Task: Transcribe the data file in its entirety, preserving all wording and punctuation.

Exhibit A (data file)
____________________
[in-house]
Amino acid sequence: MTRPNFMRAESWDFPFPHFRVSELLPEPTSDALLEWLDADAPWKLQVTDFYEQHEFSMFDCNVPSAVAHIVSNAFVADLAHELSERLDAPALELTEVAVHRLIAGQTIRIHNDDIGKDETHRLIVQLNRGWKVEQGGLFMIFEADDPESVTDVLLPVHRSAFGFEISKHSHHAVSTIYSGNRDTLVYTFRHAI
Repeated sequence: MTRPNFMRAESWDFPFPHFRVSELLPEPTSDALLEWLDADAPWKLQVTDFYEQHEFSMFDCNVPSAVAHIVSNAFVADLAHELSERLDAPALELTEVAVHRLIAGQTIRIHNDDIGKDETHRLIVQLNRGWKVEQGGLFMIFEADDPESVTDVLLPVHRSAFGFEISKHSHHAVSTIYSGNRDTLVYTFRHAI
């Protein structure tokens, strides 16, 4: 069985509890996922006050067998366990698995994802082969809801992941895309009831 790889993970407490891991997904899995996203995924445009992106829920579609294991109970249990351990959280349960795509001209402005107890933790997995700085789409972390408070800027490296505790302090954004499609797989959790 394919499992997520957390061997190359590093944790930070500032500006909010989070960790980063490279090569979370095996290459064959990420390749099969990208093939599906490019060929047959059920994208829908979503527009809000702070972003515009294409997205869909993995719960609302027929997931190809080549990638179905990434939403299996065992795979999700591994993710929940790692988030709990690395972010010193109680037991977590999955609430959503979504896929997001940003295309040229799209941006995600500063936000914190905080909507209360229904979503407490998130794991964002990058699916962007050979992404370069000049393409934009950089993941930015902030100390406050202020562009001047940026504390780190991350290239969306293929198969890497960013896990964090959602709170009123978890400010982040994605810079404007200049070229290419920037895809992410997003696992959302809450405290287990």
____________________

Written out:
[in-house]
Amino acid sequence: MTRPNFMRAESWDFPFPHFRVSELLPEPTSDALLEWLDADAPWKLQVTDFYEQHEFSMFDCNVPSAVAHIVSNAFVADLAHELSERLDAPALELTEVAVHRLIAGQTIRIHNDDIGKDETHRLIVQLNRGWKVEQGGLFMIFEADDPESVTDVLLPVHRSAFGFEISKHSHHAVSTIYSGNRDTLVYTFRHAI
Repeated sequence: MTRPNFMRAESWDFPFPHFRVSELLPEPTSDALLEWLDADAPWKLQVTDFYEQHEFSMFDCNVPSAVAHIVSNAFVADLAHELSERLDAPALELTEVAVHRLIAGQTIRIHNDDIGKDETHRLIVQLNRGWKVEQGGLFMIFEADDPESVTDVLLPVHRSAFGFEISKHSHHAVSTIYSGNRDTLVYTFRHAI
């Protein structure tokens, strides 16, 4: 069985509890996922006050067998366990698995994802082969809801992941895309009831 790889993970407490891991997904899995996203995924445009992106829920579609294991109970249990351990959280349960795509001209402005107890933790997995700085789409972390408070800027490296505790302090954004499609797989959790 394919499992997520957390061997190359590093944790930070500032500006909010989070960790980063490279090569979370095996290459064959990420390749099969990208093939599906490019060929047959059920994208829908979503527009809000702070972003515009294409997205869909993995719960609302027929997931190809080549990638179905990434939403299996065992795979999700591994993710929940790692988030709990690395972010010193109680037991977590999955609430959503979504896929997001940003295309040229799209941006995600500063936000914190905080909507209360229904979503407490998130794991964002990058699916962007050979992404370069000049393409934009950089993941930015902030100390406050202020562009001047940026504390780190991350290239969306293929198969890497960013896990964090959602709170009123978890400010982040994605810079404007200049070229290419920037895809992410997003696992959302809450405290287990």